James Gavin - Foreign Correspondent [The National]
Last Updated: October 14. 2009
These are cautious times for most Middle East investors – but not for the International Finance Corporation (IFC), the private-sector arm of the World Bank, which is ramping up its exposure to the region’s economies.
With international credit markets in a sclerotic condition, the agency has a mandate to play a counter-cyclical role, said Michael Essex, the IFC director for the region.
So, while other investors are holding back, his organisation is deepening its presence in the MENA region, particularly in less stable countries.
“We’ve been asked for all sorts of extra lending as a result of the crisis, and we’re doing all we can to mobilise trade and investment,” said Mr Essex. “For example, we’re supporting trade finance deals worth nearly US$500 million [Dh1.83 billion].”
In the past fiscal year that ran to the end of June, IFC approved $490.6m in trade finance guarantees in the region, more than double the year before, and issued 447 guarantees – three times the number for fiscal year 2008.
The corporation’s country exposures are increasing exponentially. In Egypt, its portfolio grew by $120m in fiscal 2009 to $619m.
In Jordan, an extra $60m brought its portfolio to $316m for the year. In the region as a whole, equity investments nearly doubled to $473m.Globally, new investments by the IFC totalled $15bn in fiscal 2009, a level of commitment that it said would play a prominent role in addressing the financial crisis.
Its Middle East activities range from straightforward equity investments to financing, capacity building and advisory services.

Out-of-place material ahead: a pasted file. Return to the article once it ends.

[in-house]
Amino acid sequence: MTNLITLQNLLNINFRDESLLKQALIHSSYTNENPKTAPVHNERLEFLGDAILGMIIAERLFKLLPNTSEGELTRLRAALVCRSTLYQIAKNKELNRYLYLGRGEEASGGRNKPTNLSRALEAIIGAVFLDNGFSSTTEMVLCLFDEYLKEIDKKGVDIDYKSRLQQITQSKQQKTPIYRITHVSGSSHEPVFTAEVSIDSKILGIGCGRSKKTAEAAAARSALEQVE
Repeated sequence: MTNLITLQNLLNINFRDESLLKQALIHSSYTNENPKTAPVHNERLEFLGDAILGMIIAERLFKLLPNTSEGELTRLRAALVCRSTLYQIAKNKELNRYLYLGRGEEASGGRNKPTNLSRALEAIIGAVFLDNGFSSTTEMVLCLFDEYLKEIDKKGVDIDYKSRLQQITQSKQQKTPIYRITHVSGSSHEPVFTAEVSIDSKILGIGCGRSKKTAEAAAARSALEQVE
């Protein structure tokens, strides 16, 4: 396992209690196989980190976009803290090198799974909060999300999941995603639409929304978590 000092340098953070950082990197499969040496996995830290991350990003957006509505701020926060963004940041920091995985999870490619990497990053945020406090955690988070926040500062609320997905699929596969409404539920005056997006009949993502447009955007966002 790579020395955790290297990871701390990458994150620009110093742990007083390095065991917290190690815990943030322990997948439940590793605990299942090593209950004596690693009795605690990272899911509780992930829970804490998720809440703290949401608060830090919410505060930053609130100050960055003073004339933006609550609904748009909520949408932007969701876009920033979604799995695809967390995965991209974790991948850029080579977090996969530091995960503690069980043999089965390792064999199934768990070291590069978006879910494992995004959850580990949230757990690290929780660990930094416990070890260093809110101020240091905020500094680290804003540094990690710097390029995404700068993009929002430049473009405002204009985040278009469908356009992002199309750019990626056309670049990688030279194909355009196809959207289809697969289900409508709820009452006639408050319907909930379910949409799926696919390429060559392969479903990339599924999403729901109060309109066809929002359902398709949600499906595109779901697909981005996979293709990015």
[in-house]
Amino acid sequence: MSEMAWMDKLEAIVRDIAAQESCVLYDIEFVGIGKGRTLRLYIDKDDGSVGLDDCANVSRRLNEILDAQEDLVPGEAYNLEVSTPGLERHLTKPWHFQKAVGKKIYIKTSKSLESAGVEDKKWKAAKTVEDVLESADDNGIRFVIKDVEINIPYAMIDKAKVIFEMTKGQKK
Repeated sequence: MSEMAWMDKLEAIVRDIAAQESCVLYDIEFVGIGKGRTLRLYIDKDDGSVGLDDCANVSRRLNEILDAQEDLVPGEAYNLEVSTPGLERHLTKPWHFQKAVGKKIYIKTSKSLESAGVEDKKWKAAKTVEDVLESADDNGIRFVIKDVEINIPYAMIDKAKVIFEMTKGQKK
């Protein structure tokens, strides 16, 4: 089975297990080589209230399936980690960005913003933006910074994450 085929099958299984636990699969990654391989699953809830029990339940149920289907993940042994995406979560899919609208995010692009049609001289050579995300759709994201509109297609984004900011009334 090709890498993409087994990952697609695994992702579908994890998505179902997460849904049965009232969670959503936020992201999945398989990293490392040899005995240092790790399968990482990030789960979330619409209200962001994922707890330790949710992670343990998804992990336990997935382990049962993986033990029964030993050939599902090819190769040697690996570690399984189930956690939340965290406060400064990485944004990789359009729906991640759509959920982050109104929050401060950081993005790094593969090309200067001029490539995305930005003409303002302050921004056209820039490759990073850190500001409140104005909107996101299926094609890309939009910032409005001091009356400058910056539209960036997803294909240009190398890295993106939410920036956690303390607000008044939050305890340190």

“Some of the main tools to counter the downturn are trade finance and microfinance. We’ve already invested in 14 microfinance institutions, and many of their financings are being structured Islamically, such as through ijara [leasing] structures,” said Mr Essex.
Last month, the IFC signed a $50m financing agreement with Kuwait Energy to help it accelerate the development and exploration of its oil and gas assets in Egypt and Yemen.
The IFC’s financing package consists of a $35m reserve-based facility and a $15m income participation facility. The financing uses a murabaha structure, commonly used in Islamic financial transactions.
The Gulf’s burgeoning economic links with the wider MENA region are also forging new roles for the IFC, which normally would have limited involvement with wealthy hydrocarbon-rich nations. Part of the IFC’s strategy in Saudi Arabia and other Gulf states is to help structure cross-border investments, including bank expansions, helping banks in the wealthy petro-economies to deploy their capital efficiently.
In Iraq, the IFC has formed a partnership with the National Bank of Kuwait (NBK), to acquire a minority stake in Credit Bank of Iraq. NBK was among the first three international financial institutions to receive a full domestic banking licence from the Central Bank of Iraq.
“We’re now actively encouraging Gulf banks to enter and expand operations in countries like Yemen, where the local banks are undercapitalised,” said Mr Essex.
“You are also starting to see Gulf banks looking to become pan-MENA operators, investing in less affluent countries as part of an ambition to be seen as genuinely regional.”
Private equity support is another growing focus for the IFC. In May, it announced a $25m investment in the MENA Joint Investment Fund, a $500m fund backed by the Egyptian buyout firm Citadel Capital.
Citadel will invest in seven to 10 mid-sized to large platform companies in the region from diverse industries such as packaging, waste management and recycling, textiles, agribusiness and renewable energy.
The deal suggests that regional financial institutions are increasingly well disposed towards the IFC.
“We provide a level of political comfort,” said Mr Essex. “IFC investments ensure there will be fair treatment.”